Can a Book Change One's Life? Essay

838 WordsJan 4, 20134 Pages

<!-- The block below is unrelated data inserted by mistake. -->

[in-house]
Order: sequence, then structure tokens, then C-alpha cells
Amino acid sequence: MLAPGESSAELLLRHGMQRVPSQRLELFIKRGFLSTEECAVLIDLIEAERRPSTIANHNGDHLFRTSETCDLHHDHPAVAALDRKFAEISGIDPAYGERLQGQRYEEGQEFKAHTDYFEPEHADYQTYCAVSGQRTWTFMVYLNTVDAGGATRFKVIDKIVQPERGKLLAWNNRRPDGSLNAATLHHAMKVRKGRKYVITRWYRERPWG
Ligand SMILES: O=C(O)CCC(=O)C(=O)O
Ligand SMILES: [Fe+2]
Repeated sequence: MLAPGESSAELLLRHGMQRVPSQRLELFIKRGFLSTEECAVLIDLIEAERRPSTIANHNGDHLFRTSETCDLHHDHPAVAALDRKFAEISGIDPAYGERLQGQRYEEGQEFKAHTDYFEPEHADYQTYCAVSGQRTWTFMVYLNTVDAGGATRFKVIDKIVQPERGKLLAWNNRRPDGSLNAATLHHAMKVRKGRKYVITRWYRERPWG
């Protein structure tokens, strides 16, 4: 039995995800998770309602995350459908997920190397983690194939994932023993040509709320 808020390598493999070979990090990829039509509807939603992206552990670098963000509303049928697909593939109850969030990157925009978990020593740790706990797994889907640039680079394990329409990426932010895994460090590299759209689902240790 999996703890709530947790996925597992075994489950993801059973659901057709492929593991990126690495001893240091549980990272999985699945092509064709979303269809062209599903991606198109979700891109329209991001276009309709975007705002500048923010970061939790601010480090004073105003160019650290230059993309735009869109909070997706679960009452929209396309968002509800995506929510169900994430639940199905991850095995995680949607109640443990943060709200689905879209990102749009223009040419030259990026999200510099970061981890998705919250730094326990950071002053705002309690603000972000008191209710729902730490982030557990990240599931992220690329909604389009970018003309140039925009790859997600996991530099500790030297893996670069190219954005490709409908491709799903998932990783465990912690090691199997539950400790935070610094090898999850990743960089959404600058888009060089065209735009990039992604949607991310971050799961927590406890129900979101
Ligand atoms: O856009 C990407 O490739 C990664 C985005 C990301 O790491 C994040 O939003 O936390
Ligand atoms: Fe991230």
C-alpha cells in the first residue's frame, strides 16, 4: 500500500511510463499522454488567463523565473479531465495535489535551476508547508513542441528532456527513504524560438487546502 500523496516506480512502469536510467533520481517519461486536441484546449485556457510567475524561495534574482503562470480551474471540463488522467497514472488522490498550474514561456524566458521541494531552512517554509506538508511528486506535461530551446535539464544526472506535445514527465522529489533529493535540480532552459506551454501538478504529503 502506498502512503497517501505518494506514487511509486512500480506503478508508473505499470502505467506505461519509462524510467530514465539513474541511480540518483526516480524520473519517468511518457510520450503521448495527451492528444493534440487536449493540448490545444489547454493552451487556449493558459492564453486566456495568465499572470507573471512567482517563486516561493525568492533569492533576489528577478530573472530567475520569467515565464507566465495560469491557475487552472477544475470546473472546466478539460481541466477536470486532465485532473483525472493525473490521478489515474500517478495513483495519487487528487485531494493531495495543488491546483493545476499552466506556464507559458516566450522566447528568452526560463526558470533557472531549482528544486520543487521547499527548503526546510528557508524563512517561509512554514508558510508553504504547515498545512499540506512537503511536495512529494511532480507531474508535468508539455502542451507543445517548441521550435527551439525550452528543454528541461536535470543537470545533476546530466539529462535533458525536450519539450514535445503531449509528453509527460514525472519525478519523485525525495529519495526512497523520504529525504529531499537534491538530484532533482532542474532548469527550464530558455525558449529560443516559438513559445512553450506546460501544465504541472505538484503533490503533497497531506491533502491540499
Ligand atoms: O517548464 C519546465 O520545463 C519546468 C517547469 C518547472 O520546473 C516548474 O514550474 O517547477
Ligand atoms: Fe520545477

Can a book change one’s life and if so, in what way? Before this question can be answered, I must first define manner of change. Does a book change one’s life by changing the way one reads from here on, changing our habits as to what and how frequently we read, such as with a relative of mine who read Susan Orleans’ The Orchid Thief and immediately began to read and collect everything he could about orchids, a subject for which he previously held no interest? Or is change based in how we apply the book in our everyday lives? Is it the story behind these words that inspires us or is it simply time spent in a worthwhile and entertaining endeavor that creates a lasting memory? From my point of view, for a text to truly change one’s life, for actual change to occur, the lessons learned must be universal and the story as influential as the words are eloquent, and even then, the change is incremental and occurs book by book. A friend’s favorite line is from Dickens: "Heaven knows we need never be ashamed of our tears, for they are rain upon the blinding dust of earth, overlying our hard hearts.” When she first read these words in Great Expectations, a book she does say changed her life, she had never read anything as beautiful and true as that quote, and all other writing would be compared to it. It altered all of reading habits from that point forward. No longer would she read flat prose and pabulum and think it art. A family member says Salinger’s Catcher in the Rye was a book she read that changed her outlook on reading. She read it during a summer filled with teenage angst and disillusionment, during a time she felt alienated and alone, convinced nobody else alive felt what she was feeling. Then along came Holden Caulfield. He expressed what she felt inside. He seemed like a real person, not just a character in a book. From then on she would compare

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